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Fauna, Donna Mazza, (Allen & Unwin)

Book cover of Fauna by Donna Mazza

Fauna, Donna Mazza, (Allen & Unwin)

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Summary

A young family in an eerily familiar future-Perth comes to terms with the latest addition to their family, a baby girl named Asta. While Asta is the child of Stacey and Isak, she is also the bearer of ‘other’ and possibly ‘edited’ genes. Asta provokes in her mother a fierce desire to protect her from the world’s prying eyes, and in her father an imperative to stay as far away as he can from anyone who knows him. This is the story of how a family deals with parenting outside perceived ‘normal’ guidelines, what they do to survive, and how they try to protect their own. Written in meditative, poetic prose, the novel evokes a world that is strange while seeming familiar, choices we understand even as we resist them, and how the ideals of love and motherhood don’t always connect with ethical boundaries.

About the Author

Donna Mazza is a senior lecturer in arts and co-ordinator of the South West arts program for the School of Arts and Humanities at Edith Cowan University. Her first novel, The Albanian (Fremantle Press, 2007), was awarded the TAG Hungerford Award and her short stories, reviews and poetry have recently been published with Westerly, Southerly and Margaret River Press. Her short story ‘The Exhibit’ was awarded the Patricia Hackett Prize (2015) by Westerly and she was the 2018 Mick Dark Flagship Fellow for Environmental Writing at Varuna Writers Centre in New South Wales. She is an active community member in regional visual art and writing, as judge, author and presenter.  She supervises research students in creative writing and literary theory and several of her students have published novels from their doctoral theses.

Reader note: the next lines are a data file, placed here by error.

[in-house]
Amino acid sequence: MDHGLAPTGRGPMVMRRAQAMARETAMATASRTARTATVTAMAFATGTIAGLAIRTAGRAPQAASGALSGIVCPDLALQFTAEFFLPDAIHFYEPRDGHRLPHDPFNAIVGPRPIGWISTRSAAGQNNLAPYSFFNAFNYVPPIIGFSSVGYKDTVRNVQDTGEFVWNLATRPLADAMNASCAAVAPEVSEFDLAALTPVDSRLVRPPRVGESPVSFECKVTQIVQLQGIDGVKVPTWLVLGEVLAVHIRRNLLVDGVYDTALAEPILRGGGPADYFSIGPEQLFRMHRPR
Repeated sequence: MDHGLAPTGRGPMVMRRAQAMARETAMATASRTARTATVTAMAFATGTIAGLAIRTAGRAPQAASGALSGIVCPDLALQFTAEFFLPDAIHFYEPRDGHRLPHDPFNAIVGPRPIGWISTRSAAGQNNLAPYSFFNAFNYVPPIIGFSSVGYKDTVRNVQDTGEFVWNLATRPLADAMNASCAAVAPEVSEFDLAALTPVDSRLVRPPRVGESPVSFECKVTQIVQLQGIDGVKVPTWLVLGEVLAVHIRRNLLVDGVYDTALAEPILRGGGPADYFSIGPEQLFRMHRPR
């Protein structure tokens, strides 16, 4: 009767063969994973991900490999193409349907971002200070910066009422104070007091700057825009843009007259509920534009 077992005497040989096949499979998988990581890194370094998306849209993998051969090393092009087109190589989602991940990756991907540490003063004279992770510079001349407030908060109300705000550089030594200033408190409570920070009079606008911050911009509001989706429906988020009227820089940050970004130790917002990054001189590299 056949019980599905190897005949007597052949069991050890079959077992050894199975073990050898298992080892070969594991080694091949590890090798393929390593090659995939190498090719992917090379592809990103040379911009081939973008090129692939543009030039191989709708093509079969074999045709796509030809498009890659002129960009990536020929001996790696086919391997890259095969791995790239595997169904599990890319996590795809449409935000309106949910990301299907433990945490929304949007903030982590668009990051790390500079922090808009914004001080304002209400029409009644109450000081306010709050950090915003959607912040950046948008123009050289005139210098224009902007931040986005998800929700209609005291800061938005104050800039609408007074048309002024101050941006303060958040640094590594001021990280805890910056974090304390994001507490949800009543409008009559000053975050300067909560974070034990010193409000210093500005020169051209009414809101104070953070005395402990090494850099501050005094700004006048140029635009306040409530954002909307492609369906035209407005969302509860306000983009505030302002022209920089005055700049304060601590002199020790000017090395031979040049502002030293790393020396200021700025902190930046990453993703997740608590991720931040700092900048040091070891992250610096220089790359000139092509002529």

Questions for discussion

  1. Author Sofie Laguna says “the most frightening thing about Fauna is that it convinces”. Do you agree with this statement and what are your reasons?
  2. How are the relationships between Stacey, her husband, and her two older children, different from her relationship with Asta?
  3. What is Stacey’s mental health status at the time of Asta’s birth and why do you think she has such a longing for another child?
  4. The scenes describing Asta’s actual birth are harrowing, detailing more than the natural rigours of childbirth. Stacey watches her husband’s reaction to the birth – ‘what horror he is witnessing’ and the way he ‘jerks out of the way’. How does this scene prepare us for what Asta will become?
  5. What picture in your mind do you have of the way Asta looks? How does the author convince us of her strange appearance?
  6. What is the message, if any, about the relationship between science and the environment, between nature and nurture and the notion that ‘just because we can, doesn’t mean we should’?
  7. What are the strongest characters and relationships in this novel and how does the writer convince us of their strength? For example, Stacey and Asta, Isak and his mother.
  8. What do the children, Emmy and Jake, witness? How are these two children affected by their new sister and what do they do to include/exclude her?
  9. How has your understanding of motherhood been shaped by what you’ve read in this novel? Is Stacey obsessed or is she just being a mother?
  10. ‘How far would you go to save your daughter?’ is the question posed on the front cover of this novel. Do you think Stacey goes far enough, and why or why not?

If you liked this book you may also like…

The Sinkings, Amanda Curtin, UWA Publishing
The Children’s House, Alice Nelson, Penguin
Wildlight, Robyn Mundy, Picador
Past the Shallows, Favel Parrett, Hachette

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